A delicious surprise

English major runs creamery, wins national cheese award 

39 Crooked Face Creamery012Wheaton’s English majors are frequently asked what exactly they plan to do with their degrees once they graduate. Back when Amy Rowbottom Clark ’06 was a student, though, she’d never have guessed what her answer would eventually be: Make cheese.

“Looking back I realize how natural this whole transition was,” Amy said, “but being a full-time farmer and cheese maker was not in my plan back in college.”

Amy and her husband, Josh, own and operate Crooked Face Creamery, a 200-acre dairy farm in the small town of Skowhegan in central Maine. The high-school sweethearts are already winning recognition just four years after they bought their herd of cows, and now operate their business at a farm Josh’s grandparents had owned for more than a century.

Their fresh whole-milk ricotta received a third-place ribbon at the 2013 American Cheese Society Conference, the largest competition in the history of the conference, with a record 1,794 contestants.

“We only did it to get feedback from the expert panel of judges, and were blown away to actually win an award,” Amy said.

39 Crooked Face Creamery003Amy left behind the family farm in Maine where she grew up when she came to Wheaton. After college, she and Josh moved together to Burlington, Vt., where she took a job as a marketing coordinator with Ashgate Publishing and he worked with at-risk young people. Yet their shared love of agriculture was calling them back.

“We missed the lifestyle and knew it was how we wanted to raise our family,” she said.

Amy and Josh moved home and got married in 2009—but instead of going on a honeymoon, they bought a herd of Jersey cows. A friend soon suggested that Amy try making her own cheese, and she discovered a passion. She joined a thriving industry in Maine, which is home to the nation’s fastest-growing artisanal cheese sector, and now makes about 500 pounds of cheese a month.

Amy makes three types of cheese at Crooked Face: the award-winning ricotta, a gouda, and a double Gloucester. Each batch requires about 40 gallons of milk, which she carries herself from the milk room to the cheese room in five-gallon buckets—”very old school”—and then turns into cheese through an intensive process of heating, cutting and salting. She sells the final product wholesale and at farmer’s markets for $7.50 to $18 a pound.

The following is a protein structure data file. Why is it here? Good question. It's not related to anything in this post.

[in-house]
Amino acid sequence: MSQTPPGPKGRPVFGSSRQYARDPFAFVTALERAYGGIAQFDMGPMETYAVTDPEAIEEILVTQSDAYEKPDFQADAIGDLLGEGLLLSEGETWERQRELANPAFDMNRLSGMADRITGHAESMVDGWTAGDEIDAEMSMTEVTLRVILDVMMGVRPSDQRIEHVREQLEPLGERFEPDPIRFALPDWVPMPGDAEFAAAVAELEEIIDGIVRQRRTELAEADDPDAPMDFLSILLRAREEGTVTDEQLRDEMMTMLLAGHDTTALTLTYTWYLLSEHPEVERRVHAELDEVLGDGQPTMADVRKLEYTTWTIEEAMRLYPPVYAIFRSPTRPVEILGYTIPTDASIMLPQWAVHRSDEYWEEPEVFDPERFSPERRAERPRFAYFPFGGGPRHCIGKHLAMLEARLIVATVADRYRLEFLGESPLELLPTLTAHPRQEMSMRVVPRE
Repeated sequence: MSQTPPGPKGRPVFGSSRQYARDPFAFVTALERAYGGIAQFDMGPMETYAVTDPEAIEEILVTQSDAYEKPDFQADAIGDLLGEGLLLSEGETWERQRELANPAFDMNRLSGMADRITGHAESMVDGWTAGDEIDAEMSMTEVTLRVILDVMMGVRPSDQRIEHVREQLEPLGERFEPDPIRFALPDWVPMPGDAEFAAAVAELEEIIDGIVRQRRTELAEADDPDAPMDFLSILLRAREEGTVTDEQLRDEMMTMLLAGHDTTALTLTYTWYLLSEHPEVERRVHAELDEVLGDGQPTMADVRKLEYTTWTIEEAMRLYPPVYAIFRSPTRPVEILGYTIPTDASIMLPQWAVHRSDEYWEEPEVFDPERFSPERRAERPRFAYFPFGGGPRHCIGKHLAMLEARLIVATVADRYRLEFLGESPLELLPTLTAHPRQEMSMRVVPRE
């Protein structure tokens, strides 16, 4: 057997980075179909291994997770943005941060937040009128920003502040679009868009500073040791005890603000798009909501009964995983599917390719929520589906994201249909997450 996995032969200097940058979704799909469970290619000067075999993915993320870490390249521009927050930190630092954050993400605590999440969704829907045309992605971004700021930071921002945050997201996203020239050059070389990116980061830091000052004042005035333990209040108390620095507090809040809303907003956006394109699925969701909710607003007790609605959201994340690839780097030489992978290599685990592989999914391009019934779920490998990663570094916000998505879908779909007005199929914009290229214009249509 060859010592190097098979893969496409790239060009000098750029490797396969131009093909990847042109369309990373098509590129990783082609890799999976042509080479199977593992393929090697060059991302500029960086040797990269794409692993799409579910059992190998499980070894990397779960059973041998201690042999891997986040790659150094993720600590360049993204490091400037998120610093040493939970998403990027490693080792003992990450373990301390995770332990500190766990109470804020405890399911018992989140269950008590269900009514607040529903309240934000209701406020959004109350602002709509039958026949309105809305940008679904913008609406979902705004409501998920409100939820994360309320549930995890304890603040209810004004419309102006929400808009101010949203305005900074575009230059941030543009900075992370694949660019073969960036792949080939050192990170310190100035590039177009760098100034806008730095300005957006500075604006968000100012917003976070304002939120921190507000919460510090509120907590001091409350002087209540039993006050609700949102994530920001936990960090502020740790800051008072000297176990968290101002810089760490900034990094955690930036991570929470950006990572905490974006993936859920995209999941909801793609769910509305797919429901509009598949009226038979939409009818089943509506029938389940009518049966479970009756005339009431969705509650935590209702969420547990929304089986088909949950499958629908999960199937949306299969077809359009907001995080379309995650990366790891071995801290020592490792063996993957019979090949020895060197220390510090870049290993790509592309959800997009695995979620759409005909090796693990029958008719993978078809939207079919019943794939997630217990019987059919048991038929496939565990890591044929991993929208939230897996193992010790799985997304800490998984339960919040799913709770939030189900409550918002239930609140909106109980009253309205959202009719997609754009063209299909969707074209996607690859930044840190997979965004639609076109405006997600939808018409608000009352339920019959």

Farming isn’t for the faint-hearted. Josh wakes up at 3:30 every morning to milk the cows, and Amy is up by 5:30. “That’s the reality of life on a farm,” she said. “We have no days off, no sick days or holidays. The cows must be milked twice a day every day.”

One upside to making cheese: As a value-added product, it’s less subject to price swings than the milk that Josh sells wholesale to Agri-Mark, a dairy cooperative. “You have to be your own everything on a small farm,” Amy said. “Not only do you need to be an expert in making your product and taking care of your animals, but also on how to sell what you make, find new markets, create your own marketing material, websites, brochures, and also keep up with bookkeeping.”

It all sounds far removed from studying Emily Dickinson in a classroom in Norton. But Amy said her English degree helped prepare her for the challenges she now faces in her cheese room.

“Going to Wheaton taught me how to learn and gave me confidence in my own ideas,” she said. “It’s that confidence and creativity that gave me the ambition to learn the art of making cheese, and has helped me wear so many hats with our business.”